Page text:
Eufy Mach V1 Ultra Review: Vacuuming With Steaming, Mopping, And Smart Mode

  • Low profile helps to clean under furniture
  • Powerful forward-driving motor
  • Ozone-infused water for max sanitization
  • Quick and easy steam cleaning
  • Not meant for shaggy carpets
  • Doesn't do well with steep or chunky trim
  • Proprietary cleaner is strongly encouraged
  • Some sensors are imperfect

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Scrubbing the floors is not a chore that anyone looks forward to. It's hard on the back and knees and will eat up an entire afternoon. Even old-fashioned mops aren't all that much more convenient, especially after the first time you accidentally tip a bucket full of dirty mop water all over the floor. Fortunately, the evolution of stick mops and floor steamers has made this grueling task a bit easier. 

Some manufacturers have even combined the floor steaming/mopping and vacuuming functions into one product. Eufy recently did this with its Mach V1 Ultra, an all-in-one stick mop, floor steamer, and vacuum that's also cordless. The Ultra is a beefier version of the Mach V1, which only mops and vacuums (no steam). According to Eufy, the Ultra is Tüv Rheinland certified for its effectiveness in sanitization and germ removal and is the first home vacuum to obtain such certification.

It would seem that Eufy is suggesting that their Mach V1 Ultra has it all. Eufy supplied us with a vacuum for the purpose of this review so we could find out.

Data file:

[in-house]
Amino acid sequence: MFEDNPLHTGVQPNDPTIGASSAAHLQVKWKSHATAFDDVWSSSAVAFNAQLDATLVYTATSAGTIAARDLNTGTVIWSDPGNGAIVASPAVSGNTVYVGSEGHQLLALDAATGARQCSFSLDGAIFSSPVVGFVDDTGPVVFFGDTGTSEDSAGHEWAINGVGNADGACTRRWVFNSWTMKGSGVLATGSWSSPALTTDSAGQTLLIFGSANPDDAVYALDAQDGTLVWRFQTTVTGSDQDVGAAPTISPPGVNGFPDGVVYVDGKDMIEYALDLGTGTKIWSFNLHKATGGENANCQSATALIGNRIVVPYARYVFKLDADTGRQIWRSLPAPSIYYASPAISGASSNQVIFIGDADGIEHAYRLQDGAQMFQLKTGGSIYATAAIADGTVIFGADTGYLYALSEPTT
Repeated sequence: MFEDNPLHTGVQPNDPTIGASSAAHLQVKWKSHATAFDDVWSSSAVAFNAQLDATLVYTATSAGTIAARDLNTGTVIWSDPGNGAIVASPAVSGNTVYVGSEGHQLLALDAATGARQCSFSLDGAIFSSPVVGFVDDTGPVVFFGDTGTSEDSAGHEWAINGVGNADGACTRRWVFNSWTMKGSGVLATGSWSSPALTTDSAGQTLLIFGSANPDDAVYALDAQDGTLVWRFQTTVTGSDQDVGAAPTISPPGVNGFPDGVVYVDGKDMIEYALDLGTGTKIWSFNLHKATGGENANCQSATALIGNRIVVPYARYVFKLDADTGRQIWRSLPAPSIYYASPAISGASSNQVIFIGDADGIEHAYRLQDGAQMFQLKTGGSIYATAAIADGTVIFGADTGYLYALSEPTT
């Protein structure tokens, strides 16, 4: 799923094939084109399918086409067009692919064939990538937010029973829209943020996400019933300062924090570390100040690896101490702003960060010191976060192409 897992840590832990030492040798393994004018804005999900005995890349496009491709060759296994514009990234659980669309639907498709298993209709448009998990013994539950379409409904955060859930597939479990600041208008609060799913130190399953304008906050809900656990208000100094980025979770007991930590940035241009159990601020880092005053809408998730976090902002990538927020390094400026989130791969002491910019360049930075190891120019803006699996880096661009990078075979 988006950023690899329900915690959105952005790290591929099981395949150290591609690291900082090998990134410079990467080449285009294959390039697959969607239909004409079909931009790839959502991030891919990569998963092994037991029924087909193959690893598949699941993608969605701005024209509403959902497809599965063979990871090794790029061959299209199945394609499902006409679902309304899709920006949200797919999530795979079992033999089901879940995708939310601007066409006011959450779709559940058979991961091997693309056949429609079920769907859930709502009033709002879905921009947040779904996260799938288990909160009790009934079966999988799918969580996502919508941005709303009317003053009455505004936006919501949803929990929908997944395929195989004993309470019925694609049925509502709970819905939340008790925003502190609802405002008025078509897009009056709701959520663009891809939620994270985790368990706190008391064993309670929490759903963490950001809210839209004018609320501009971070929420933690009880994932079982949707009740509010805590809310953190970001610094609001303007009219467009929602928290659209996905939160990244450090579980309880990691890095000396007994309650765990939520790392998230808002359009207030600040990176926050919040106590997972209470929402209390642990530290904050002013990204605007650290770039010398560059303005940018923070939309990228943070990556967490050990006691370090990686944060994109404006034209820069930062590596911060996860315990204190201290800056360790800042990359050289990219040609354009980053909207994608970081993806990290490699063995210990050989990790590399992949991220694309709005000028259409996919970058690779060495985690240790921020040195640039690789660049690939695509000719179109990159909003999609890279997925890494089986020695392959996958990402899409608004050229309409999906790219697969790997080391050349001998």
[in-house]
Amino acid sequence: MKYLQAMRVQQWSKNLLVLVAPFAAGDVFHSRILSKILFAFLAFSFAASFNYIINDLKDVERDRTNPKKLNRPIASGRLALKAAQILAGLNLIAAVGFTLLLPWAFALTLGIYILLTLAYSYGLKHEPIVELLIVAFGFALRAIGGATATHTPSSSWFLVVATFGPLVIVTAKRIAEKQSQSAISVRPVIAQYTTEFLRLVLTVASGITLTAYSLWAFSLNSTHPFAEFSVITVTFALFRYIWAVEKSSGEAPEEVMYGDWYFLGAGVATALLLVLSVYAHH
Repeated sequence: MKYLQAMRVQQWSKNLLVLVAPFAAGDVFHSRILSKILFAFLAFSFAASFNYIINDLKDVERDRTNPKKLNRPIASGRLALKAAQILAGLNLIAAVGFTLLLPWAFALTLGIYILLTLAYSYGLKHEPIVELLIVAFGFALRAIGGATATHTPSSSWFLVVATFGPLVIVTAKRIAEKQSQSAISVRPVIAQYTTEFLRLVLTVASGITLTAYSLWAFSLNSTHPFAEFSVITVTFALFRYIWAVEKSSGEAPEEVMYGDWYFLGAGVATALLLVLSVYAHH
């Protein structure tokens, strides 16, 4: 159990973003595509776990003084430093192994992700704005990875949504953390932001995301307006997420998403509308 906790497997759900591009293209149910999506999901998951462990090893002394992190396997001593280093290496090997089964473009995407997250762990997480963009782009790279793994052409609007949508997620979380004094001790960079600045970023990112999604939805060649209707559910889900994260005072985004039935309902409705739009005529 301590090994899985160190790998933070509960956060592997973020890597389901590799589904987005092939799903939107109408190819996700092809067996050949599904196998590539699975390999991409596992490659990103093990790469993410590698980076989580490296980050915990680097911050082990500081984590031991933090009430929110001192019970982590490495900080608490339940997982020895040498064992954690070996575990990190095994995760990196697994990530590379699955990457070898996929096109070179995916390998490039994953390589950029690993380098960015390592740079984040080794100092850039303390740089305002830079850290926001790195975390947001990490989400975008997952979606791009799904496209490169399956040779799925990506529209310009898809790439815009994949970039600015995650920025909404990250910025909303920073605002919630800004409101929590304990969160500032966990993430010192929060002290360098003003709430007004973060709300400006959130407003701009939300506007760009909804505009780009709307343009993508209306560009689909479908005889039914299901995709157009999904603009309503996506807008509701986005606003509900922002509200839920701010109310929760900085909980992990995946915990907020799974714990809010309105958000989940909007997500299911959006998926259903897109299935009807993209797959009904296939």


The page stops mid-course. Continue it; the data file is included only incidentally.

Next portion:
Hassle-free startup

The Eufy Mach V1 Ultra comes packaged fully assembled, only needing its tanks filled and put on before it's ready to go. The vacuum has three tanks/reservoirs: the water (pictured below), the floor detergent (pictured above), and the dirty water. This vacuum also separates dry/solid debris from wet debris in its runoff/dirty reservoir. Not having a tank full of gummy muck because the dust and dander and the steam runoff have been mixed together makes cleaning it out incredibly easy. Eufy includes a replacement dry filter for the dust chamber, but even after two months of regular use, blowing out the filter (and giving it a thump or two on the counter) has gotten it back to a satisfactory level of clean.

The slender detergent reservoir holds more product than you think and lasts longer than you might expect. However, at times, the Mach display would state that the detergent reservoir was empty when it wasn't, or that the dirty water tank was full when it wasn't even halfway there. The vacuum will still run when these sensors are glitching, but it's unclear whether or not it still deployed any floor detergent. It is just an example of a smart home device being occasionally too smart for its own good.

On its small handle display, the Eufy will walk you through the brief setup sequence. Downloading the Eufy Clean app is encouraged but not necessary — and there wasn't a whole lot of daily use for that app anyway. 

Operating the Mach V1 Ultra